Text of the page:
The Legalities of Road Rage: How It Varies

teen experiencing road rage

According to the National Highway Traffic Safety Administration, road rage occurs when “an individual commits a combination of moving traffic offenses [that] endanger other persons or property; an assault with a motor vehicle or other dangerous weapon by the operator or passenger(s) of one motor vehicle on the operator or passenger(s) of another motor vehicle caused by an incident that occurred on a roadway.”

Despite a clear definition, many states have not enacted road rage laws and don’t have an official road rage policy. Legislation is on a state-by-state basis and any charges made against a perpetrator usually involve an accessory crime such as property damage. If however, road rage leads to personal injury or loss of life, states can charge the perpetrator with criminal offenses.

The following are examples of road rage legislation or lack of it, by a handful of states:


In Connecticut, road rage is considered a 3rd degree criminal mischief, a felony misdemeanor for juveniles. First degree criminal mischief is considered a felony especially if property damage exceeds $1,500 or if the damage occurs to a public utility. Second degree criminal mischief occurs when reckless damage exceeds $250.


In Florida, left-lane hogging drivers who drive ten miles slower than the speed limit can be ticketed and fined $60 under a larger “road rage” law. One component of the road rage law addresses teens and aggressive driving. While not necessarily road rage, aggressive driving is defined as two or more of the following acts simultaneously or in succession:

  • Exceeding the posted speed limit by 15 mph or more
  • Unsafely or improperly changing lanes
  • Following another vehicle too closely
  • Failing to yield the right-of-way
  • Improperly passing
  • Violating traffic control and signal devices


In Massachusetts, a state known for its strict driving laws, a teen drivers or permit holders who commit certain types of motor vehicle violations are required by law to complete a SCARR course and completion of the course may be mandated by court. Known as State Courts Against Road Rage, the course was developed as part of JOL legislation (Juvenile Operator Law) to address the increased risks teen drivers present on the road. The law is designed to ensure that teen drivers are not only getting the best possible training before they are fully licensed but that they are also aware of the responsibilities associated with getting behind the wheel. Teen drivers found guilty of road rage or vehicular crimes are usually required to take the SCARR course as a court-ordered mandate. The objectives of the course are to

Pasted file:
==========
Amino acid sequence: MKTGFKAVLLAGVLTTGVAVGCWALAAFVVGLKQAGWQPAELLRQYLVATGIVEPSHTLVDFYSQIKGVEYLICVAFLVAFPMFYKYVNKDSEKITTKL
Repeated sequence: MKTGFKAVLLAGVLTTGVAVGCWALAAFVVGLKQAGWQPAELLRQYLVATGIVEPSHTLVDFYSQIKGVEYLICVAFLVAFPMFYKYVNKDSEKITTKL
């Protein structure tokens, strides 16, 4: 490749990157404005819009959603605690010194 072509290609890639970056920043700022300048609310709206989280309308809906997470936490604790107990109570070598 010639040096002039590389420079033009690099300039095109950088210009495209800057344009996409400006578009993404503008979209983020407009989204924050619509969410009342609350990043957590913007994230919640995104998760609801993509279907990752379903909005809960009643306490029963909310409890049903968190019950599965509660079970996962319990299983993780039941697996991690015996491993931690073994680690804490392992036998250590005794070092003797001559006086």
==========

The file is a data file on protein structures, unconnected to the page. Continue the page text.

• Make students face the driving behaviors that got them into the class and discuss how they will change that behavior
  • Make students understand the possible consequences involved with dangerous driving
  • Educate them on how to handle and prevent a variety of driving scenarios.


The State of Texas doesn’t have an official road rage policy. It makes the assumption that drivers who commit road rage probably have other moving violations too. If road rage results in a physical attacks against another driver, the attack is covered under existing assault laws.

If You Don’t Live in a State Without a Road Rage Law, Should You Feel Relief?

Not so fast. If you have a teen driver and you drive in a lenient state, it doesn’t mean you don’t have worries. Teens by nature of their rapidly developing brains don’t have the maturity or experience as drivers to handle all situations. While they might not be aggressive drivers by nature, unexpected incidents while driving can set off even the most mild-mannered teen. A fender bender caused by your darling daughter hitting the gas instead of the brake at a light can escalate. How many times has your teen dissolved in a screaming, crying fit under stress? You might know that that fit isn’t aggressive but would an unfamiliar driver?

In many cases, a first time aggressive driving offense will be dismissed by a knowledgeable judge.

Some states like New Jersey, understand the immaturity of teen drivers and are changing laws to reduce crashes caused by teen drivers and to give teen drivers more time to practice, to gain driving experience before unleashing them into the wild. New Jersey raised its legal driving age to 17. The state has the lowest rate of teen-related car accidents in the country. Teen drivers can get permits at 16 but can’t get licenses until their 17th birthday. In Massachusetts which raised its driving age to 16 and a half several years ago, the state is considering legislation to raise the driving age to 17 and a half.

But there are other factors a police officer might charge your teen driver with based on perception, cultural bias, neighborhood, and situation.



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